Gov. Bob Riley speaks to the Robotics Committee Thursday at Calhoun Community College as site preparation for the Robotics Center began across U.S. 31. The governor urged the committee to “push the envelope” in completing the center because of two major industrial prospects considering location in Alabama. (News Courier/Kim Rynders)

Gov. Bob Riley told a gathering of the local Robotics Committee Thursday that he would use all means at his disposal to get the three-phase Robotics Center up and running as soon as possible to attract two major companies to Alabama.

Committee Chairman Joe Sparks said Phase I, the Industrial Robotics Maintenance Training Center is scheduled to be in operation by July 2010, and the grand opening and ribbon-cutting is slated for August.

Phase II is the Advanced Technology Research and Development Center and Phase III is the Integration and Entrepreneurial Center.

The group, comprised of business, industry and education leaders, hosted the governor in the third-floor President’s Conference Room of the Math and Science Building at Calhoun Community College, while across U.S. 31 on former Delphi Saginaw property, giant earthmovers began site preparation for Phase I.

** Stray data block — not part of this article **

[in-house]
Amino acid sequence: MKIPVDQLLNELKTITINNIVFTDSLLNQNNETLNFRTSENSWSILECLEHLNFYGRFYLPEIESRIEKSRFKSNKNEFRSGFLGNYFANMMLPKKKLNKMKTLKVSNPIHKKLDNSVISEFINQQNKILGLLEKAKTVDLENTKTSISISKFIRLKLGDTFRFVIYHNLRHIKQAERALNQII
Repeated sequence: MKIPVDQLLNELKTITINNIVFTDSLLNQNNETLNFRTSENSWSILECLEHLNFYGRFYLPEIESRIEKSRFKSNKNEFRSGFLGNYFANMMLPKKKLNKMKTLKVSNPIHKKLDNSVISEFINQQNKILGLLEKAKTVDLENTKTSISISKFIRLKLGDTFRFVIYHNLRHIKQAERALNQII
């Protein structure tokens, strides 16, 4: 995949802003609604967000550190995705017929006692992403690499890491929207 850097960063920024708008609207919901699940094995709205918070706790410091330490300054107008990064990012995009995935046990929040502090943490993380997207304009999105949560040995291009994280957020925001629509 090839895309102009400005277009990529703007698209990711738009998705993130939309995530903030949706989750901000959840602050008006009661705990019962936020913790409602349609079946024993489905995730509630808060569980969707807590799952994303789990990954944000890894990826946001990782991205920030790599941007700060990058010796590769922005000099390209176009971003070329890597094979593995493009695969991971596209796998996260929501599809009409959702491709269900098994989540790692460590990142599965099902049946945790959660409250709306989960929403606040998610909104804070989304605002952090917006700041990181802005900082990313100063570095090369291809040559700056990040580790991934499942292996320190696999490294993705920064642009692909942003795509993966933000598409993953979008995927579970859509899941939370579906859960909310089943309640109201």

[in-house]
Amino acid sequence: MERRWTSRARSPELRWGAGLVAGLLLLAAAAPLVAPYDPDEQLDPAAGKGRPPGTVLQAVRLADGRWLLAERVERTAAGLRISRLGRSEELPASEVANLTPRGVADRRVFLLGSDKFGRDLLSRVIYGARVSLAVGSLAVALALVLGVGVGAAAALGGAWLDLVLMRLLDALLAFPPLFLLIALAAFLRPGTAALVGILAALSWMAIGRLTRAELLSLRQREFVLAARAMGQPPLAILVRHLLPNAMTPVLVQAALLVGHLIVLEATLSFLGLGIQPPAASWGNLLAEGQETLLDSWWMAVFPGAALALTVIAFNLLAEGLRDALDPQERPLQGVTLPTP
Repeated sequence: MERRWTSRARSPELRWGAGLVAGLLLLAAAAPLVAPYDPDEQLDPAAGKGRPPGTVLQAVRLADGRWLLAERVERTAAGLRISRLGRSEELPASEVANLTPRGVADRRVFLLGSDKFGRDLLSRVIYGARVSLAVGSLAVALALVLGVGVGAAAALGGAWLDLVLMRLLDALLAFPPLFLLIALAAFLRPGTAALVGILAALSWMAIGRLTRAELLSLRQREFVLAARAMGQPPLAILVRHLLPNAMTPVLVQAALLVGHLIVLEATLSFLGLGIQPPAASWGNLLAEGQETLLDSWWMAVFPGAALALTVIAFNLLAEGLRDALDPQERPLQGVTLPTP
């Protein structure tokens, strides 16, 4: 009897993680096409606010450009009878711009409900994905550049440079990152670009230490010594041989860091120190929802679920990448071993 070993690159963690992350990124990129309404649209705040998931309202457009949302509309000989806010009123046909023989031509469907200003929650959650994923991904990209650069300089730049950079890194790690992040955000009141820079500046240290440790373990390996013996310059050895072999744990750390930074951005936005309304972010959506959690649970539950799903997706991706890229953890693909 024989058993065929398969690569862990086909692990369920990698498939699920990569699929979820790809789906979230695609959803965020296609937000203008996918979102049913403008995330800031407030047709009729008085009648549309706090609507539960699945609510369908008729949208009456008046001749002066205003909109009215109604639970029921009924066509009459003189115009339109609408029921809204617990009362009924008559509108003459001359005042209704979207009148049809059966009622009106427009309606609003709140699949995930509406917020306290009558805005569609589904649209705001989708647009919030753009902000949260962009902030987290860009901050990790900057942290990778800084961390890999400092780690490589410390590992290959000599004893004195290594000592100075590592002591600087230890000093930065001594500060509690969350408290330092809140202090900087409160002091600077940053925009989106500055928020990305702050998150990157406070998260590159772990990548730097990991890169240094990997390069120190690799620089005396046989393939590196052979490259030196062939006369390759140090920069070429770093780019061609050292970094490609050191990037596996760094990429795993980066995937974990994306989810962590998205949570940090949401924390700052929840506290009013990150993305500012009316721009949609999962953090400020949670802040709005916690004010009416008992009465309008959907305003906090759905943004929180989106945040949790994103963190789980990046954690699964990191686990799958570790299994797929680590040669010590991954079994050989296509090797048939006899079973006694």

Riley said it is imperative to hasten construction as a recruiting tool for industrial prospects.

“Both national and international companies are looking to move here,” said Riley. “The economy is turning around. This is two of the biggest opportunities since I became governor.”

Riley wouldn’t elaborate on the companies, but he did confirm that one of the two prospects is eyeing North Alabama.

“This is huge,” said Riley. “Let me know how I can help. We’ve had great participation, but if there is anything else you need, whether from the Department of Education, the Two-Year College System or the governor’s office, just let me know.

“As soon as we can get up and running it will be great for not only everyone here in Alabama but in the South in general to attract new business.”

An example of the impact the Robotics Center is having even before it is built can be witnessed in the Huntsville Toyota plant landing the contract to manufacture a four-cylinder vehicle.

Jim Bolte, Huntsville Toyota site manager, sits on the Robotics Committee.

“We were already manufacturing the six and eight-cylinder vehicles, but we will now be manufacturing the four-cylinder in June,” said Bolte. “We are the only Toyota plant in the world with that combination.”

Bolte told the group that it was on the strength of robotics training in North Alabama that his plant won the contract. He said the Huntsville plant beat out plants in China, Japan and Australia to build the four-cylinder model.

“The fact that Jim’s plant beat out Australia, China and Japan speaks for itself,” said Riley. “Thank you for what you’ve done, but we have to keep pushing the timetable.”

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